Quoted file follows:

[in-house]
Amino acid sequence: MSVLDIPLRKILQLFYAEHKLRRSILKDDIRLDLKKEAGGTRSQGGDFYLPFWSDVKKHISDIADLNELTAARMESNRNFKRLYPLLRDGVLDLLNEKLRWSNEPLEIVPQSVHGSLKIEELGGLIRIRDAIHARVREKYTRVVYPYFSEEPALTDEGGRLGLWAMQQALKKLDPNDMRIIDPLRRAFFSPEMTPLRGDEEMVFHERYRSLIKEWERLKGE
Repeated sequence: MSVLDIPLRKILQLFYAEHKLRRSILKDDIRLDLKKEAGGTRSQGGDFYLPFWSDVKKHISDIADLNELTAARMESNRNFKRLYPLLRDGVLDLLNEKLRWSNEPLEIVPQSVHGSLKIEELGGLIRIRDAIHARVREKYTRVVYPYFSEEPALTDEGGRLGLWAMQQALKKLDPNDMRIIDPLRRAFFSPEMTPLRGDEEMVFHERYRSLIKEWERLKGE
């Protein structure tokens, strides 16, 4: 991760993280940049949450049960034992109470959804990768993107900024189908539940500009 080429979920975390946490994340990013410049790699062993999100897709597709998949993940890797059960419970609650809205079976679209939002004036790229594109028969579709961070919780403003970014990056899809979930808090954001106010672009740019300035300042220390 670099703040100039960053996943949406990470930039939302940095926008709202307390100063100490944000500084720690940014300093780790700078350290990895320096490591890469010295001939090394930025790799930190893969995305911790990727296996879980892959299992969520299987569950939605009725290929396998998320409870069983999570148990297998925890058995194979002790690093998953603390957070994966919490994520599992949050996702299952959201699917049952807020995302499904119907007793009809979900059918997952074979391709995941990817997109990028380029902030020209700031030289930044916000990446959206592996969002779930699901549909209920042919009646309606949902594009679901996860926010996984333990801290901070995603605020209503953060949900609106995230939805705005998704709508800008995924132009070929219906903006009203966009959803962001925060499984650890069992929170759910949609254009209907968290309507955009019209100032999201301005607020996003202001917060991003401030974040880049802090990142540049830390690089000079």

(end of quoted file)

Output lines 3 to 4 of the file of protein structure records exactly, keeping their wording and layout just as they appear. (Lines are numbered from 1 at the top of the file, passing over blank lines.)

Repeated sequence: MSVLDIPLRKILQLFYAEHKLRRSILKDDIRLDLKKEAGGTRSQGGDFYLPFWSDVKKHISDIADLNELTAARMESNRNFKRLYPLLRDGVLDLLNEKLRWSNEPLEIVPQSVHGSLKIEELGGLIRIRDAIHARVREKYTRVVYPYFSEEPALTDEGGRLGLWAMQQALKKLDPNDMRIIDPLRRAFFSPEMTPLRGDEEMVFHERYRSLIKEWERLKGE
């Protein structure tokens, strides 16, 4: 991760993280940049949450049960034992109470959804990768993107900024189908539940500009 080429979920975390946490994340990013410049790699062993999100897709597709998949993940890797059960419970609650809205079976679209939002004036790229594109028969579709961070919780403003970014990056899809979930808090954001106010672009740019300035300042220390 670099703040100039960053996943949406990470930039939302940095926008709202307390100063100490944000500084720690940014300093780790700078350290990895320096490591890469010295001939090394930025790799930190893969995305911790990727296996879980892959299992969520299987569950939605009725290929396998998320409870069983999570148990297998925890058995194979002790690093998953603390957070994966919490994520599992949050996702299952959201699917049952807020995302499904119907007793009809979900059918997952074979391709995941990817997109990028380029902030020209700031030289930044916000990446959206592996969002779930699901549909209920042919009646309606949902594009679901996860926010996984333990801290901070995603605020209503953060949900609106995230939805705005998704709508800008995924132009070929219906903006009203966009959803962001925060499984650890069992929170759910949609254009209907968290309507955009019209100032999201301005607020996003202001917060991003401030974040880049802090990142540049830390690089000079």